6. timothyu

    timothyu Well-Known Member

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    Agreed, but is the whole fasting concept denying ourselves the bread of life or merely denying one bread in favour of the other?
     
  7. Michie

    Michie Human rights begin in the womb. Supporter

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    Lent is a time to draw closer to God and others and hopefully we will reap the benefits by incorporating it in our daily lives all year round. There is nothing wrong with fasting. What matters is the intent of it. Lent is not a trade off.
     
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  8. Michie

    Michie Human rights begin in the womb. Supporter

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    I forgot to answer your first question. Christianity springs from Judaism so a lot of these traditions are inspired by that. I’m sure that for those that were illiterate, it helps to teach and inspire but I see that more as a side benefit for that group of people. I think there is a lot of misunderstanding of these traditions even for the literate. But I do not see it as side tracking the original intent of Lent at all. I see it as a thread of Salvation history and practice in action.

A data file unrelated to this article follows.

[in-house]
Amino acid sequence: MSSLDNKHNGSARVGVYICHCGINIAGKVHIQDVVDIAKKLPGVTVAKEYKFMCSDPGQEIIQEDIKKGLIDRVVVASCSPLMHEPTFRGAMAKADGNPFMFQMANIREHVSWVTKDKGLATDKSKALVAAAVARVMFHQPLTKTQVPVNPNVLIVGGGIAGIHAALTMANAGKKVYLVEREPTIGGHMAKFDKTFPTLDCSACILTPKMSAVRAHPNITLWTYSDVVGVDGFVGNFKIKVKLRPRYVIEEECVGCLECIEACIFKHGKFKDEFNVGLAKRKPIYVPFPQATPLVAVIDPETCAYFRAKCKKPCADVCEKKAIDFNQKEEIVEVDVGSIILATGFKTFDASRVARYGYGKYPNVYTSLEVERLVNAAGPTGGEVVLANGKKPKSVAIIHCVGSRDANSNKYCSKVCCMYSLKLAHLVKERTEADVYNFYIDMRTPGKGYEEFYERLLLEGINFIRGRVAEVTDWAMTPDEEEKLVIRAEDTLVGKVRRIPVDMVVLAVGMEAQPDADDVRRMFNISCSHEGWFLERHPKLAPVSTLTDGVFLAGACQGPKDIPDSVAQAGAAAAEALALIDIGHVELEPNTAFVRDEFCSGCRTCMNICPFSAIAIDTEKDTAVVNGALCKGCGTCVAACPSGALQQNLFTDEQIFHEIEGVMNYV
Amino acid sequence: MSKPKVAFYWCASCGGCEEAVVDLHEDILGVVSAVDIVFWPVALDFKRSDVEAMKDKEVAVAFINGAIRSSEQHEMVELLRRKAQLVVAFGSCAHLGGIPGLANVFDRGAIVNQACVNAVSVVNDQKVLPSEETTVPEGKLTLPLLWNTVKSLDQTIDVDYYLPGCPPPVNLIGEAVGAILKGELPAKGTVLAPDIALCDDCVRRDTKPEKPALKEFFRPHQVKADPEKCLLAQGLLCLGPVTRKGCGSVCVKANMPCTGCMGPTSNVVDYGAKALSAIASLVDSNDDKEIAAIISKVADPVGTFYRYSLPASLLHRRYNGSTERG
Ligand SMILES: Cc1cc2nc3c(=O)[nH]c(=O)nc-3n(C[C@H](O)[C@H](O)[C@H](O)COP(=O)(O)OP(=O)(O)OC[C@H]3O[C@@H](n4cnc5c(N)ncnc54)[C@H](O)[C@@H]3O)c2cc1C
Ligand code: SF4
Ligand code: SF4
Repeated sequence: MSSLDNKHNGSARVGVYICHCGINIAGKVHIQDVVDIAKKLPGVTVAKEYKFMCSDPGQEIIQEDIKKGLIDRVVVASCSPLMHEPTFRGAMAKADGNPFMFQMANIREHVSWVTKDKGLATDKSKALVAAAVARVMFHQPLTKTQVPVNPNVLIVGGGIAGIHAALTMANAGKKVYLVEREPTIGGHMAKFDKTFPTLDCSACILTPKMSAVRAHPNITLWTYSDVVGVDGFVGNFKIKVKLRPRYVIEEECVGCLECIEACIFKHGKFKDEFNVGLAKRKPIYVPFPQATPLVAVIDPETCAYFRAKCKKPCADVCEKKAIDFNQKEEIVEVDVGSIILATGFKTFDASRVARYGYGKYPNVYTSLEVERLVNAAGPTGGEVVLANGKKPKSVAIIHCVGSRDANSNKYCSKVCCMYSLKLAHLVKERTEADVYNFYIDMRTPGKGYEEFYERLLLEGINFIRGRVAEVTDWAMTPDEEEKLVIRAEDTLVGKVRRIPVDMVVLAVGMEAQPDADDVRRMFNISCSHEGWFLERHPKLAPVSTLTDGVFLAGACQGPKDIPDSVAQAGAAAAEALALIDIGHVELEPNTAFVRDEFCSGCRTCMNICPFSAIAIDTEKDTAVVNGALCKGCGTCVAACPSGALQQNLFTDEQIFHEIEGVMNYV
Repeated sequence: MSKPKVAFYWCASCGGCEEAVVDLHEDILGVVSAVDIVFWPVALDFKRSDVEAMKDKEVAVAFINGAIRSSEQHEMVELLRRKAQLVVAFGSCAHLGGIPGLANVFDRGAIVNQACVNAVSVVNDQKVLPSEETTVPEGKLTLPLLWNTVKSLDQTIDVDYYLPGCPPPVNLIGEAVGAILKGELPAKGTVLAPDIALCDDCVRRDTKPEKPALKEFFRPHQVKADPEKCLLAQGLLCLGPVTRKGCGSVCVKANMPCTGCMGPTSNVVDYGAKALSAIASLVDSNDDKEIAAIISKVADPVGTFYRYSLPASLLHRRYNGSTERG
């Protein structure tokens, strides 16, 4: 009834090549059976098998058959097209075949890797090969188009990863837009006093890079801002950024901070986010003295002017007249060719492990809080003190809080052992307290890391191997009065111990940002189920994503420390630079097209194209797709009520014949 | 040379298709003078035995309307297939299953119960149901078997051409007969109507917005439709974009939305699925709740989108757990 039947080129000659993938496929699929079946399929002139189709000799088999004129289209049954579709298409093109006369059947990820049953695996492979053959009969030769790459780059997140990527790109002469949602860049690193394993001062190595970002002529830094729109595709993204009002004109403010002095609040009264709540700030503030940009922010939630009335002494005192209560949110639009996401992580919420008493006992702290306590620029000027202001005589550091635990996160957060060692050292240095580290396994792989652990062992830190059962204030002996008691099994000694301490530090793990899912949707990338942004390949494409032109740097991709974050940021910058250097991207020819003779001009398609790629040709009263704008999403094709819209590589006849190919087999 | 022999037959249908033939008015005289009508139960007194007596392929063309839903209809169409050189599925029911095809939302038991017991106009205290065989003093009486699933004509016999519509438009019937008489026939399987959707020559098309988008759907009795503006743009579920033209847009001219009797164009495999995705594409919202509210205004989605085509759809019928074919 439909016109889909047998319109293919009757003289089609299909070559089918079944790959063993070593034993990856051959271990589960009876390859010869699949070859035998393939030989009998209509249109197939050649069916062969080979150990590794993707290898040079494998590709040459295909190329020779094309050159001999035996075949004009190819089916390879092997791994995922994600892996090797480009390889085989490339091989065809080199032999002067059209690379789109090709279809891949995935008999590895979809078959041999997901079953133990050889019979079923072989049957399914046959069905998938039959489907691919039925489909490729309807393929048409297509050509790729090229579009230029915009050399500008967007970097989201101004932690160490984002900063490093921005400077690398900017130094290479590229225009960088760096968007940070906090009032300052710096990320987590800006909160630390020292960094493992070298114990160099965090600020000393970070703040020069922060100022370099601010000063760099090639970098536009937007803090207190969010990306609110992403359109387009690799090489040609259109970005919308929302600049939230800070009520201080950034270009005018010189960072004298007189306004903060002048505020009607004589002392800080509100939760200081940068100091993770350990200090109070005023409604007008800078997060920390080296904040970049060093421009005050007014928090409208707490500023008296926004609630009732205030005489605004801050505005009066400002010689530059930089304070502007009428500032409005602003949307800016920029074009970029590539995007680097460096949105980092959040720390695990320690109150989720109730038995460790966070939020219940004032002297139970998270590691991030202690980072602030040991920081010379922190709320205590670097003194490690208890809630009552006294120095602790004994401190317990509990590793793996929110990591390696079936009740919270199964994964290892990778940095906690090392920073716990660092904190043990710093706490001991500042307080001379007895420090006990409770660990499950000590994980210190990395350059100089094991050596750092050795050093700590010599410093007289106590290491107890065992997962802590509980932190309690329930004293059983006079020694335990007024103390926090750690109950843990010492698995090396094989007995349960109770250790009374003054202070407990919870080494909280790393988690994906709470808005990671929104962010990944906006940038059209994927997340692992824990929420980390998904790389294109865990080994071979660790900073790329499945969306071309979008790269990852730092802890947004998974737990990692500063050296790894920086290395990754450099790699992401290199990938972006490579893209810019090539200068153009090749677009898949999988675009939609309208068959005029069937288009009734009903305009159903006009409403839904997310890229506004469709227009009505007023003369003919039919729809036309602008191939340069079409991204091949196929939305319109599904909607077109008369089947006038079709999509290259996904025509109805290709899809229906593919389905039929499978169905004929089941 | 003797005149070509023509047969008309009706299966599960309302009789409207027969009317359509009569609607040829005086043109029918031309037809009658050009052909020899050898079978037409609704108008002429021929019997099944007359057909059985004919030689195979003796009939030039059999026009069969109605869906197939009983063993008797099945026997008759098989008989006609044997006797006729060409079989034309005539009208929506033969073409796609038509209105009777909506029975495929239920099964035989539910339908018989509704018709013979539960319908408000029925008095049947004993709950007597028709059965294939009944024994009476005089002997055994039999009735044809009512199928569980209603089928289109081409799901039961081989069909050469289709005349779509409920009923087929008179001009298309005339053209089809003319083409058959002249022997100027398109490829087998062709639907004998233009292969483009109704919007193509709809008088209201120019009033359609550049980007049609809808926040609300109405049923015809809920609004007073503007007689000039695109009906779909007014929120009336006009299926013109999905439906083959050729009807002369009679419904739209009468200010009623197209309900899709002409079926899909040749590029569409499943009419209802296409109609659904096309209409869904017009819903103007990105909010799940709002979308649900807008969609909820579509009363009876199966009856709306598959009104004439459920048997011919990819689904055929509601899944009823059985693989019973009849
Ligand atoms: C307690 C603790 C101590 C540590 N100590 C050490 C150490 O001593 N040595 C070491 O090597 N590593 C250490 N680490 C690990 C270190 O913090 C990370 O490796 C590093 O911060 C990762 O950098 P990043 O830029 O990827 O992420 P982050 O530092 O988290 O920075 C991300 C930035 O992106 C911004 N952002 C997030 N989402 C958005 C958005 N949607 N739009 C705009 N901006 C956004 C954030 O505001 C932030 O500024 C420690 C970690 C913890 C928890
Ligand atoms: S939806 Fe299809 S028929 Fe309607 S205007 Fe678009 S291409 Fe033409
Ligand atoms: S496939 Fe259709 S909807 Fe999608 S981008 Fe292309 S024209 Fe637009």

Last edited: Feb 24, 2021
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  9. timothyu

    timothyu Well-Known Member

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    Thank you
     
  10. Michie

    Michie Human rights begin in the womb. Supporter

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    You’re welcome. But remember, just my POV. :)
     
  11. timothyu

    timothyu Well-Known Member

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    All points of view are to be acknowledged even if not accepted :)
     
  12. Michie

    Michie Human rights begin in the womb. Supporter